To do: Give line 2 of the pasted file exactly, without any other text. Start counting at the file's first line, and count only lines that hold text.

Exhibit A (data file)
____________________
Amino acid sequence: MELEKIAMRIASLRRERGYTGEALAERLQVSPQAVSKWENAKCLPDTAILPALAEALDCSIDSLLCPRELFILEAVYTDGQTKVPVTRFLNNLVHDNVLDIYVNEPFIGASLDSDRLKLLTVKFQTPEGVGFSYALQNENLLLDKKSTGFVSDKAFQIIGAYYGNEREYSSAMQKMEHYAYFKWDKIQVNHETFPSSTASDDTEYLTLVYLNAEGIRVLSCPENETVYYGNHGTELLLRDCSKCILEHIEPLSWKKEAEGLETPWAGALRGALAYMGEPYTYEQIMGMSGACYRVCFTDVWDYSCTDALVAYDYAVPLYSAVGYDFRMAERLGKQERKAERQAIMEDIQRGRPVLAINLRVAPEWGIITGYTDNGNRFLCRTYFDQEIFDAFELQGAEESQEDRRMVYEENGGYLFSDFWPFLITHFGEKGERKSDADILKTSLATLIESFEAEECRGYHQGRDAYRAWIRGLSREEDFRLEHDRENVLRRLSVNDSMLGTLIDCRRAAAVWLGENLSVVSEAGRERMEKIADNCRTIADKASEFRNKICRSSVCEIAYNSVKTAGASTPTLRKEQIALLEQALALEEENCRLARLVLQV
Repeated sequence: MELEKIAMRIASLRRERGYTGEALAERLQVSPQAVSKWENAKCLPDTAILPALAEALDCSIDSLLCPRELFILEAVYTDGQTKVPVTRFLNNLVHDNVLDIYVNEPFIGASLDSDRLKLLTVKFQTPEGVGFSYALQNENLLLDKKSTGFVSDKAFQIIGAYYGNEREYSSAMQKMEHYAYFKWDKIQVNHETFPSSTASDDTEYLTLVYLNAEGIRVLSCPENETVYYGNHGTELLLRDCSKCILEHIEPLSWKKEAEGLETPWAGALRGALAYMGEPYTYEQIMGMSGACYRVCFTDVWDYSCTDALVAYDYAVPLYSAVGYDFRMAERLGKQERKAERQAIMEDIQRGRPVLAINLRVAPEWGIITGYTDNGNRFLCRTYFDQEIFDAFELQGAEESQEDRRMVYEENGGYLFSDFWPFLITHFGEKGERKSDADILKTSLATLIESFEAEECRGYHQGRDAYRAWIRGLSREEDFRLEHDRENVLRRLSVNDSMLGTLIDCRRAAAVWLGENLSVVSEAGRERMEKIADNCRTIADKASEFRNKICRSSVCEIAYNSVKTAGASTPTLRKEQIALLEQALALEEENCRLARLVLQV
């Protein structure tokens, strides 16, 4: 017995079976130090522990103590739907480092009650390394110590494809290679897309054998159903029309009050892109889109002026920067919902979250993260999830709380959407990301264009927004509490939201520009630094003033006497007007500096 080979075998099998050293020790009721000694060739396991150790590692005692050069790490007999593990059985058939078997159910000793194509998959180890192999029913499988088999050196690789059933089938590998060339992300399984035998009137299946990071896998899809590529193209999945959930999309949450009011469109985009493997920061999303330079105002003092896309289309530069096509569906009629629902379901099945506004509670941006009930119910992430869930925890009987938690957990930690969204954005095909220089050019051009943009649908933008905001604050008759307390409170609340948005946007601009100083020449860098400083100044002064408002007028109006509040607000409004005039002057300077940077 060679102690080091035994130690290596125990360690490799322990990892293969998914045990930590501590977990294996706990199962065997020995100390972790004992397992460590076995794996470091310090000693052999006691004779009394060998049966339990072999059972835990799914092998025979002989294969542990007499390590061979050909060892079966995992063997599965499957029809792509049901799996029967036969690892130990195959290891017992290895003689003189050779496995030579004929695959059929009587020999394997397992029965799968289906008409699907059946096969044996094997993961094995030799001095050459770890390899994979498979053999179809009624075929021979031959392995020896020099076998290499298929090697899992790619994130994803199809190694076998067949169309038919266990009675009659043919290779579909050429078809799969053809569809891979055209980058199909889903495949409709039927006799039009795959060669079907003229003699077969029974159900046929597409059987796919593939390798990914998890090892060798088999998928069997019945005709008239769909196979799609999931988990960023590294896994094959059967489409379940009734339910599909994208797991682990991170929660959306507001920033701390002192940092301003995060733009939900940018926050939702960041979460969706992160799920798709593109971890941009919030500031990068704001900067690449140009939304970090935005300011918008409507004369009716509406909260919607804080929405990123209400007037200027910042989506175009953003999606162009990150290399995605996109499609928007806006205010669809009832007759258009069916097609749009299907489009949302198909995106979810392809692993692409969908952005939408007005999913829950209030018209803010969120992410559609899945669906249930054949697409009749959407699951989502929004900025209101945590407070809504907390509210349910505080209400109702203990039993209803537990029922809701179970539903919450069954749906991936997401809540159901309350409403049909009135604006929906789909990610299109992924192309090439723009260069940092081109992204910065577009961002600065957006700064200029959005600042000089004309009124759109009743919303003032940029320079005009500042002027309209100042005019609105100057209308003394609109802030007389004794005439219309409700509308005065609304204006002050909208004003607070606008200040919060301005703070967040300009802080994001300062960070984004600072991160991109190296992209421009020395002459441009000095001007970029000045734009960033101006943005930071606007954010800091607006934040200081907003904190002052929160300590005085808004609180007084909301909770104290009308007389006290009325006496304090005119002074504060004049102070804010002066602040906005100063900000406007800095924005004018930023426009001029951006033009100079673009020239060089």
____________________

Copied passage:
Repeated sequence: MELEKIAMRIASLRRERGYTGEALAERLQVSPQAVSKWENAKCLPDTAILPALAEALDCSIDSLLCPRELFILEAVYTDGQTKVPVTRFLNNLVHDNVLDIYVNEPFIGASLDSDRLKLLTVKFQTPEGVGFSYALQNENLLLDKKSTGFVSDKAFQIIGAYYGNEREYSSAMQKMEHYAYFKWDKIQVNHETFPSSTASDDTEYLTLVYLNAEGIRVLSCPENETVYYGNHGTELLLRDCSKCILEHIEPLSWKKEAEGLETPWAGALRGALAYMGEPYTYEQIMGMSGACYRVCFTDVWDYSCTDALVAYDYAVPLYSAVGYDFRMAERLGKQERKAERQAIMEDIQRGRPVLAINLRVAPEWGIITGYTDNGNRFLCRTYFDQEIFDAFELQGAEESQEDRRMVYEENGGYLFSDFWPFLITHFGEKGERKSDADILKTSLATLIESFEAEECRGYHQGRDAYRAWIRGLSREEDFRLEHDRENVLRRLSVNDSMLGTLIDCRRAAAVWLGENLSVVSEAGRERMEKIADNCRTIADKASEFRNKICRSSVCEIAYNSVKTAGASTPTLRKEQIALLEQALALEEENCRLARLVLQV